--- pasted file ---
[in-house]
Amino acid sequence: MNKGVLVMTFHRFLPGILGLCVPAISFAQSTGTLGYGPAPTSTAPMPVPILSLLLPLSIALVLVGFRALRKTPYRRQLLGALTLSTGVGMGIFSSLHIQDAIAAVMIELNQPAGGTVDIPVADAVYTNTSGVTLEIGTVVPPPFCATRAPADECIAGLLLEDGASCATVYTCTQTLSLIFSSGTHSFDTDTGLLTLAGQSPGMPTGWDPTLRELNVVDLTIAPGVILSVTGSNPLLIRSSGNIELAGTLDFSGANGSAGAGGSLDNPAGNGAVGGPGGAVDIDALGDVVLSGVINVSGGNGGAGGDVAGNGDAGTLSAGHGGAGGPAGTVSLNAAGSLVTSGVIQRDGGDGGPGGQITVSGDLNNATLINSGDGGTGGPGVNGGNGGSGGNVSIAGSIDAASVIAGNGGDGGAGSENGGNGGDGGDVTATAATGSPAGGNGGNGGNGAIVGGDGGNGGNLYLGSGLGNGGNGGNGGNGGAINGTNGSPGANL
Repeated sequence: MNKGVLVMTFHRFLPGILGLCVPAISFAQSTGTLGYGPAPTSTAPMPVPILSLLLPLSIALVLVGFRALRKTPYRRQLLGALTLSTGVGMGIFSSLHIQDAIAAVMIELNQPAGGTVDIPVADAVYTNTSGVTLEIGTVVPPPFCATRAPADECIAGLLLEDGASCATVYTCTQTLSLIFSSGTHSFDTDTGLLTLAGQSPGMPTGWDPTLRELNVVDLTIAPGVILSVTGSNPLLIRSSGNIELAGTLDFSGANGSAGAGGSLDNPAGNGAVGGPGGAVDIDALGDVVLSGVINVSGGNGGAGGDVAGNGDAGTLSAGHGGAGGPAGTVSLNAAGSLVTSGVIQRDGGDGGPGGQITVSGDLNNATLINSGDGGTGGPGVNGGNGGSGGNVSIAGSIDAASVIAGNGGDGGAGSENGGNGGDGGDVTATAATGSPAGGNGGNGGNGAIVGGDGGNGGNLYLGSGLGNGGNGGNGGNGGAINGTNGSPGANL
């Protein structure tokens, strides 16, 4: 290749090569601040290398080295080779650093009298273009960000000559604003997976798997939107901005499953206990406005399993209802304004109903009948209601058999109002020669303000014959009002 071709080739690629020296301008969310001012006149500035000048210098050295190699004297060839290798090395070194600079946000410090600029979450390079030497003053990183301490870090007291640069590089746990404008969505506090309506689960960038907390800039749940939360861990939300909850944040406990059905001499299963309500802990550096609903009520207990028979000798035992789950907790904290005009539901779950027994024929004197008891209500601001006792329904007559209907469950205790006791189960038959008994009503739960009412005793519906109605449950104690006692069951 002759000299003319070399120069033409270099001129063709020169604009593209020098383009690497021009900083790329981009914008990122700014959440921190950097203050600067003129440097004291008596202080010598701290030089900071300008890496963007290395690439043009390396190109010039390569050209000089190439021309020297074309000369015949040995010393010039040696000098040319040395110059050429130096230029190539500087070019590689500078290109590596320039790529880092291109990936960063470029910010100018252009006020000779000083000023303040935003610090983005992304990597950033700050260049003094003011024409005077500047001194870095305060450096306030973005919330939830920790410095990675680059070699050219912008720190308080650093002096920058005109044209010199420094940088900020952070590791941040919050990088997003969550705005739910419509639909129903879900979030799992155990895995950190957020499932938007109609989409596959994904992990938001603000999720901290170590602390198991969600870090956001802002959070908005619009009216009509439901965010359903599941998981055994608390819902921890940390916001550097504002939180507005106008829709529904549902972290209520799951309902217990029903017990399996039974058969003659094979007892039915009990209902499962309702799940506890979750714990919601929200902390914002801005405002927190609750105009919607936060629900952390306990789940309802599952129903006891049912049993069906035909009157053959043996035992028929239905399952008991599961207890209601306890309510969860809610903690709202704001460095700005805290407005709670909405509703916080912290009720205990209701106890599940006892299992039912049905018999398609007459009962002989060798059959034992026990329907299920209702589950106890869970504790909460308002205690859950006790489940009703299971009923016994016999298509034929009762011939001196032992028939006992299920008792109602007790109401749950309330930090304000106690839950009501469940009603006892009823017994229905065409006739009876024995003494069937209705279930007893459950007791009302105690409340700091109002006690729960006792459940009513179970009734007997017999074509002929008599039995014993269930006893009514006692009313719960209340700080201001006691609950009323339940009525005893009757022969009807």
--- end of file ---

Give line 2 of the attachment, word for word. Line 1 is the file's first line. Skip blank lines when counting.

Amino acid sequence: MNKGVLVMTFHRFLPGILGLCVPAISFAQSTGTLGYGPAPTSTAPMPVPILSLLLPLSIALVLVGFRALRKTPYRRQLLGALTLSTGVGMGIFSSLHIQDAIAAVMIELNQPAGGTVDIPVADAVYTNTSGVTLEIGTVVPPPFCATRAPADECIAGLLLEDGASCATVYTCTQTLSLIFSSGTHSFDTDTGLLTLAGQSPGMPTGWDPTLRELNVVDLTIAPGVILSVTGSNPLLIRSSGNIELAGTLDFSGANGSAGAGGSLDNPAGNGAVGGPGGAVDIDALGDVVLSGVINVSGGNGGAGGDVAGNGDAGTLSAGHGGAGGPAGTVSLNAAGSLVTSGVIQRDGGDGGPGGQITVSGDLNNATLINSGDGGTGGPGVNGGNGGSGGNVSIAGSIDAASVIAGNGGDGGAGSENGGNGGDGGDVTATAATGSPAGGNGGNGGNGAIVGGDGGNGGNLYLGSGLGNGGNGGNGGNGGAINGTNGSPGANL